Sermon from Sunday 15 August

The Magnificat. Mary's song is our call to action with the Lord.

 

Reading(s): Luke 1:46-55. This sermon was given by Victoria at All Saints.

Today we celebrate Mary, the mother of God, the Blessed Virgin Mary, her bodily taking up to heaven, the assumption. Not a celebration we particularly take notice of in the Anglican Church and especially not if you are of the evangelical persuasion. But I wonder why not? Not to celebrate the life of someone so influential in the life of all humanity, in the life of the church……..I wonder perhaps if it is because she is a woman?

Mary, the mother of Jesus whom we celebrate today, helps us to root our faith- firmly in the real world. Her song, the Magnificat- which was our Gospel reading and which we sing or recite every day at evening prayer - is a rallying cry for the transformation of the world. A young woman, whose whole place in society is already marginal because of her gender and made even more vulnerable by unexpected pregnancy, sings with absolute confidence of a God who confounds expectation. Mary names the demons of her own day, and of ours: poverty, power imbalance, injustice, hunger- and speaks of God’s utter commitment to their destruction. So Mary’s song is not a wistful ‘if only the Kingdom were like this’. It’s a profound and radical call to put our faith into action, to build the Kingdom.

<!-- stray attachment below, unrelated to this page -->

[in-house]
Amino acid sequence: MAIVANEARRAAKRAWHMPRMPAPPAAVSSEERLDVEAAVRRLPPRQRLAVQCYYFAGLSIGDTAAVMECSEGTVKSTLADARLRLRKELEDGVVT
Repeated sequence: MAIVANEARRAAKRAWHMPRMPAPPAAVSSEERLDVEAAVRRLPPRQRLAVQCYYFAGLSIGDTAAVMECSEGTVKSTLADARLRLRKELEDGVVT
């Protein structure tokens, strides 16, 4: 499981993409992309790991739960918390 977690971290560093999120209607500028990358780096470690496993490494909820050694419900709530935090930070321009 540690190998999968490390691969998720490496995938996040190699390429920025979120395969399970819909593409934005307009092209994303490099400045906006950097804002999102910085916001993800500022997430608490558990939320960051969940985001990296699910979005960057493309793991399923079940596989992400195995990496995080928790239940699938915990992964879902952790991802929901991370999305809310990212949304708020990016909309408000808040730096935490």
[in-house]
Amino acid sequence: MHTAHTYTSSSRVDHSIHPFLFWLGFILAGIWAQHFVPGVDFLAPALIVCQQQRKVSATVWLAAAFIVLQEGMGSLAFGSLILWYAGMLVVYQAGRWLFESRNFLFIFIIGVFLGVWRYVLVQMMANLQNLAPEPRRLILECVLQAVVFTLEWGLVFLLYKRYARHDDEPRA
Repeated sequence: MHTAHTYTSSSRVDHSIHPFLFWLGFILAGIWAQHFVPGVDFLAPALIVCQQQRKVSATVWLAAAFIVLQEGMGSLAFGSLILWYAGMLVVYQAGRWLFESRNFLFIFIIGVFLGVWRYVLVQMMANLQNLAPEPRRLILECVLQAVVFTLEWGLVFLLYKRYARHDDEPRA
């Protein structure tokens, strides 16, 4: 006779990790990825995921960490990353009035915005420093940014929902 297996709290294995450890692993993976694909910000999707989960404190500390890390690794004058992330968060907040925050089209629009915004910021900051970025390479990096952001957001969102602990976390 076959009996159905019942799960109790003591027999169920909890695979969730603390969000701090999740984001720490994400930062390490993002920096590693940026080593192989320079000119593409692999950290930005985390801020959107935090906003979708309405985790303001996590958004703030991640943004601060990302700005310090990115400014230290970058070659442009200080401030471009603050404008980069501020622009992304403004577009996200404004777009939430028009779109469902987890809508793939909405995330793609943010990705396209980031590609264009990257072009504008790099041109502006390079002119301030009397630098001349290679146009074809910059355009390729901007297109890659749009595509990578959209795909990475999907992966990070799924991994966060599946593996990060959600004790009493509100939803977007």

A great deal of nonsense has attached itself to the figure of Mary over the centuries. She sums up the ambivalence of a Church which took six centuries to declare officially that women had souls, and many more to decide that women had a place within the ordinate of the church – though it is still legal to not accept the ordination of women and to discriminate against having a women leader in your church…..it is not legal to say you don’t want a man, but it is legal still to say you don’t want a woman. And whilst we’re here:

We all know about women gaining the right after much hardship and even death to vote in 1918, but did you know women couldn’t open a bank account on their own until 1975 and until then could not get a mortgage in their own name without a male guarantor! Women could not buy a drink in a pub until 1982 without the legal possibility of being refused service. And don’t get me started on equal pay, as it is still incumbent on the woman to prove that she is as good as her male colleague in any dispute over pay – the man doesn’t have to prove anything!

The Bible itself has been used to limit women, to try and prove we are lesser worth – because of course only men were disciples! – this is such shallow reading of the texts and context, but one which has been used for centuries. St Paul (despite the one verse in Timothy) had many women leading his churches (Phoebe, Priscilla, Apphia, Nympha, Lydia, Thekla, Tabitha to name but a few) – there are frescos of women at the altar celebrating the eucharist from the first century. Women were the last to leave the foot of the cross, the first to encounter the risen Christ. It was the woman at the well that became the first evangelist, a woman who changed Jesus' mind about his Mission being to all people not just the Jews. And of course, it was a woman who bore the Christ child against all the odds…